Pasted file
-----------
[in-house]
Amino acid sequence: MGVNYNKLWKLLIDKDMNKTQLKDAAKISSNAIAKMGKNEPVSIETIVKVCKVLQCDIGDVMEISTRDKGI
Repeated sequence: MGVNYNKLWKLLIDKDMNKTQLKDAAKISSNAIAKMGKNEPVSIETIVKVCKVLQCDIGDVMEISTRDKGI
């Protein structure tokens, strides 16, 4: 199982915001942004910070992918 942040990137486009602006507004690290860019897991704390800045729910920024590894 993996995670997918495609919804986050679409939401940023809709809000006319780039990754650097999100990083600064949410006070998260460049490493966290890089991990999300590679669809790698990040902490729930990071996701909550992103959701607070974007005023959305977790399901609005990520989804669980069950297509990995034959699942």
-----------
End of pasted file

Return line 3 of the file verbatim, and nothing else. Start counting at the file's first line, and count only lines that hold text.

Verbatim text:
Repeated sequence: MGVNYNKLWKLLIDKDMNKTQLKDAAKISSNAIAKMGKNEPVSIETIVKVCKVLQCDIGDVMEISTRDKGI